Book Review: Memories of His Mercy

 

The name Peter Gilquist is incredibly well known in the Orthodox churches of America today. Father Gilquist, along with several other pastors, led a mass conversion of Evangelical churches into the Antiochian Orthodox Church in 1987, after nearly 15 years of searching for the historical Christian church as described in the book of Acts, and in the epistles of the New Testament. That quest is told in his more famous work, Becoming Orthodox, and in related works by others from that movement (I reviewed one such memoir, Surprised by Christ, late last year), but towards the end of his life, Reverend Gilquist wrote a different sort of work – personal memoirs of many of the key seminal moments in his life, ministries, and faith. Those memoirs were compiled and published several years after his death in the book Memories of His Mercy: Recollections of the Grace and Providence of God.  

In Memories of His Mercy, Fr. Gilquist tells stories of his upbringing within a devout Christian home, the men and women who mentored him in his family and beyond, and the courtship of the woman he would later marry. He later moves through some of his fondest memories, particularly of people whose lives touched his. His aim is not to write an overarching narrative, but a much humbler one of attempting to convey how faith, charity and empathy for others, and a strong work ethic tempered by consistent honesty can allow one, with the grace of God, to both be a blessing to others, and be blessed in turn.  

The various tales are also quite simply experiences that he genuinely enjoyed and wanted to share (such as when he helped ghost-write Johnny Cash’s autobiography in the 1970s), or of which he was particularly and personally proud (such as his involvement in the creation of the Orthodox Study Bible). His greatest personal joys were, of course, in his wife and family, and so their lives feature prominently in the stories too. Through it all he talks about how he saw every interaction with other people as an opportunity to evangelize and make friends.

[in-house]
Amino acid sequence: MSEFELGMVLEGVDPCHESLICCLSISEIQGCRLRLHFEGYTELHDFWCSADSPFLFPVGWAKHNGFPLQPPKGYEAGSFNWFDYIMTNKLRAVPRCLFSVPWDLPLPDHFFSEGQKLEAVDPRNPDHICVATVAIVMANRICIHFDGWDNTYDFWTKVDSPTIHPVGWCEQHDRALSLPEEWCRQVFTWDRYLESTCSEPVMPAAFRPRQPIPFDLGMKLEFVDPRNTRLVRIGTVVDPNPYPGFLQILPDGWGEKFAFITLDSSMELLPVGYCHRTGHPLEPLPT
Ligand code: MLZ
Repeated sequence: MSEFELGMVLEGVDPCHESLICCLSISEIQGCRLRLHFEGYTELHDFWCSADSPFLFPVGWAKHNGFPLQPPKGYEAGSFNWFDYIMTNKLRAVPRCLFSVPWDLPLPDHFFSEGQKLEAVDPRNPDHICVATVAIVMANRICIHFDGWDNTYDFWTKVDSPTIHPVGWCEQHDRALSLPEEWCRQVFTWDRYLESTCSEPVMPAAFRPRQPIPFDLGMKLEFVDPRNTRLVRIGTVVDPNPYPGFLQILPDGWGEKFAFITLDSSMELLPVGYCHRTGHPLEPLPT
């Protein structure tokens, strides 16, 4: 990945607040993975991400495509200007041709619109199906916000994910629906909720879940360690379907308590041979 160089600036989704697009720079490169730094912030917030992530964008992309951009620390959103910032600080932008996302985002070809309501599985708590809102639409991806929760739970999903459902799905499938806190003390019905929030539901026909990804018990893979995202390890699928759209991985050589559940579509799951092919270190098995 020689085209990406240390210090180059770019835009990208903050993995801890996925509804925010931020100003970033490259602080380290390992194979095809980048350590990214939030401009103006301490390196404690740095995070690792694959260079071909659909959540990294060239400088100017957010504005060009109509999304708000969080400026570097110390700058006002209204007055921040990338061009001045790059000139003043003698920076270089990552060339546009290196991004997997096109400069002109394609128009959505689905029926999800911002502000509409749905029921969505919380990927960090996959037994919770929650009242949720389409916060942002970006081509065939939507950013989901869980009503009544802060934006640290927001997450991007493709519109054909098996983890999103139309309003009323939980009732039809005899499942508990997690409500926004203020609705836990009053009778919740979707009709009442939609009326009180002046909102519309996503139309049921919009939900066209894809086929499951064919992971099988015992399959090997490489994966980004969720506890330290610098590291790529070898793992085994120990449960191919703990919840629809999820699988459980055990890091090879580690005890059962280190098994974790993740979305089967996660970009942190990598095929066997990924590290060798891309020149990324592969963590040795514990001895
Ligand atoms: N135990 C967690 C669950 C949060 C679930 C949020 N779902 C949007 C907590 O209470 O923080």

Memories of His Mercy is a quick read at just about 200 pages, but it captures well the confident and happy personality of a man who was a natural preacher and an unashamed Christian. These memoirs, however, are not written with an eye towards preaching or conversion, but merely as means for one remarkable man to tell a little of who he was apart from what he was most famous for doing. 

Fr. Gilquist died in 2012 after a brief but fierce relapse of a cancer he had first been diagnosed with several years prior. The final months of his life were therefore described by his wife, and are a touching recollection of how he faced death in confidence, and surrounded by his loving family. At the very end are several letters and tributes from his friends from his journeys, all bringing home what a remarkable figure he cut in his day. As a memoir of a dedicated Christian, writer, pastor, and family man, Memories of His Mercy is a touching book.

ISBN: 978-1-944967-22-2
Ancient Faith Publishing, Chesterton, IN, 2017
Available on Amazon and through Ancient Faith

Nota Bene: Ancient Faith Publishing provided me with a copy of this book.

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There is 1 comment.

  1. Gary McVey Contributor

    The beauty and power of Orthodoxy is so clear, so obvious when Skipsul describes it that I wonder why no one ever reached me with its message before. Maybe you too, fellow reader, have wondered that. Don’t forget, Skipsul himself is a convert; he wasn’t born to this. (Yes, I know, in a pre-baptismal sense, none of us is born to Christianity.) I hope Father Gilquist would forgive me for praising him as down to Earth and unpretentious; he seems like a man one could talk with.

    • #1
    • October 9, 2019, at 9:58 PM PDT
    • 2 likes